Hi doctorchou2-ga, and thanks for your question.
After several unsuccessful searches, I finally came up with a useful
reference. It turns out that normeperidine is a nonopioid metabolite
of meperidine with half the analgesic potency. It also,
unfortunately, has about 2-3 times the excitatory stimulous of
meperidine in the central nervous system, which is the primary source
of the drug's toxicity.
Here is the relevant passage and reference for the article I mentioned above:
"Meperidine is metabolized in the body by two different pathways. The
predominant pathway is hepatic carboxylesterase metabolism to
meperidinic acid, an inactive metabolite. The most clinically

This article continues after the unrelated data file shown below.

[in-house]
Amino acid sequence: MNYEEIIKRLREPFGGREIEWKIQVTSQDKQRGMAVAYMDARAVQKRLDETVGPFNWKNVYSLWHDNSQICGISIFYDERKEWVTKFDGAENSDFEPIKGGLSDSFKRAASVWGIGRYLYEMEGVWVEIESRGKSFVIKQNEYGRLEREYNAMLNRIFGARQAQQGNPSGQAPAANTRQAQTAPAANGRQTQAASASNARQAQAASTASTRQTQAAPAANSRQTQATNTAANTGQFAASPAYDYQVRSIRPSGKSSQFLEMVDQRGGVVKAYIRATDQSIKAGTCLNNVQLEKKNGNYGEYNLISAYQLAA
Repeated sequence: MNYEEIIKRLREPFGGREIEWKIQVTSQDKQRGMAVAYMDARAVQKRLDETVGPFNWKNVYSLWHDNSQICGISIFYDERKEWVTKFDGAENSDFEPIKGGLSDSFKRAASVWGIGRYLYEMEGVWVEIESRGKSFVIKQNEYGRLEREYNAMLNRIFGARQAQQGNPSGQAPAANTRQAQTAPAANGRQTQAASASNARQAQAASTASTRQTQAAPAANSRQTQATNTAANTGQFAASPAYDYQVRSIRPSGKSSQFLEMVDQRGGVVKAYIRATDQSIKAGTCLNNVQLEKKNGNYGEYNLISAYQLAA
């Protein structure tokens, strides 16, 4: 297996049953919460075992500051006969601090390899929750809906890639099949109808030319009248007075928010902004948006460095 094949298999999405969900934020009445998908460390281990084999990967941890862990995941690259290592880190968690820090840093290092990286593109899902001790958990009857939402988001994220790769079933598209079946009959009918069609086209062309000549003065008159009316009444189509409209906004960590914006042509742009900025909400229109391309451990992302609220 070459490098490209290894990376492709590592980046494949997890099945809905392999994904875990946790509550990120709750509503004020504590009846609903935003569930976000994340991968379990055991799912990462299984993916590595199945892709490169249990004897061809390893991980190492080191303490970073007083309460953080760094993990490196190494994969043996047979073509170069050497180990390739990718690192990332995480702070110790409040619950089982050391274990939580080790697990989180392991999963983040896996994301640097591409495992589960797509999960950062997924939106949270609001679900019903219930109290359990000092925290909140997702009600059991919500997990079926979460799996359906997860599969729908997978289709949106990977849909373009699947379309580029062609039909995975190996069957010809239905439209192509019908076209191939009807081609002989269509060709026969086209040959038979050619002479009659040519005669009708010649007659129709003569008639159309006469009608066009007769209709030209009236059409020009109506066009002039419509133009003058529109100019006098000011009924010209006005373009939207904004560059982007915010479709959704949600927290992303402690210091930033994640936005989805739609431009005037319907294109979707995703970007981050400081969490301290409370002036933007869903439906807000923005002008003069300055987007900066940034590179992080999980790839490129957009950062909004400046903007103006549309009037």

significant pathway is N-demethylation by the hepatic cyto-chrome
P-450 system to normeperidine, a nonopioid active metabolite. This
metabolic process is carried out in the microsomal hydroxylation
enzyme system. Normeperidine can be metabolized to either
normeperidinic acid by carboxylesterase or by microsomal hydroxylation
to N-hydroxynormeperidine followed by renal elimination.[24?34] The
active nonopioid neurotoxic metabolite normeperidine has half the
analgesic potency of meperidine but two to three times the potency as
a central nervous system (CNS) excitatory agent.[28,35] An overlooked
clinical iatrogenic event is the propensity of normeperidine to
precipitate anxiety, hyperreflexia, myoclonus, seizures, and mood
changes within 24 hours."
Latta KS, Ginsberg B, Barkin RL. Meperidine: a critical review. Am J
Ther. 2002 Jan-Feb;9(1):53-68. Review.
Using Google Scholar:
receptor affinity meperidine normeperidine
I hope this information is useful. Please request any clarification
prior to rating.